David Mitzner - 1915-2016

David Mitzner whose indomitable spirit and unconquerable will to survive forged a remarkable life as business leader, philanthropist, innovator, and devoted family patriarch passed away on September 23, 2016 in Houston, Texas. He was 101.

David was born April 11, 1915 in Warsaw, Poland, barely 6 months following the outbreak of the First World War. David grew up in a prominent and tight knit religious family, attending the prestigious Tachkemoni day school. In the pre-war years, David was part of his family’s sweater manufacturing business and was well known as being a trustworthy and honorable young businessman. When World War II broke out, the area where the Mitzner family and the majority of other Warsaw Jews lived would fall under German Control. David continued doing business to support his family despite the increasingly dangerous nature of the world around him, and on numerous occasions, he narrowly escaped apprehension by the Gestapo. In 1940, he was apprehended by the co-occupying Soviet forces. Having no papers for fear of Nazi capture, he was accused of "anti-Soviet activities." After being given an indeterminable length sentence in the Soviet GULAG (labor camp) in Siberia, he was told by the camp guards “Here you are going to live, and here you are going to die�. After spending 8 years in harsh Siberian camps, he was finally released in 1948. His entire family passed away in the Holocaust, except for one sister, Rosia, who survived the Majdanek Concentration Camp and emigrated to Canada following the war. When David made his way back to Warsaw he found the city decimated, and knew that he had to flee to the United States to make sure he didn’t end up permanently under a communist regime. On April 11, 1949, his 34th birthday, David arrived with $17 in his pocket to New York, and as he called it, the Land of Golden Opportunity.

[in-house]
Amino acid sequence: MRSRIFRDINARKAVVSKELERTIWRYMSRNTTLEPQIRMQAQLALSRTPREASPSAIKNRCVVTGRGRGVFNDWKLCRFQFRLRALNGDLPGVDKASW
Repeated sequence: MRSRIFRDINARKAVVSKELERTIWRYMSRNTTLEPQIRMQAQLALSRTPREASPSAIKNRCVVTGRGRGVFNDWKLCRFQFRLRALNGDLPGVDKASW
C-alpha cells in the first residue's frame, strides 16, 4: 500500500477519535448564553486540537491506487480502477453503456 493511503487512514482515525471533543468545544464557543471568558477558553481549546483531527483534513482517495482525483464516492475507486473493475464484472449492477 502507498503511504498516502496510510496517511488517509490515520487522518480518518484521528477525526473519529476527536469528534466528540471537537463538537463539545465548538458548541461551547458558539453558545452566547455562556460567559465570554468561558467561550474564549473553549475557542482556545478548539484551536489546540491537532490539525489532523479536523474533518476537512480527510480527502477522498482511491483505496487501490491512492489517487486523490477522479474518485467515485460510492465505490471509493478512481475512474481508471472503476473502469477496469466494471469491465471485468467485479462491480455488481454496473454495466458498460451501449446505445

After arriving in the United States, he slowly began rebuilding his life. Soon, David started a hosiery business and through creative hard work became one of the largest manufacturers of Fishnet Stockings in the United States. In the time he spent away from growing his business, he met Ruth (Buchbinder), the daughter of a prestigious rabbinical family, and they married in 1953. In 1972, after almost 20 years in the hosiery and textile business, David found his true business passion, real estate, and soon after founded the RIDA Development Corporation. Realizing there was greater opportunity for him in Texas, David and his family moved from New York to Houston in the early 1980’s and over time he and his family became pillars of the Houston Community.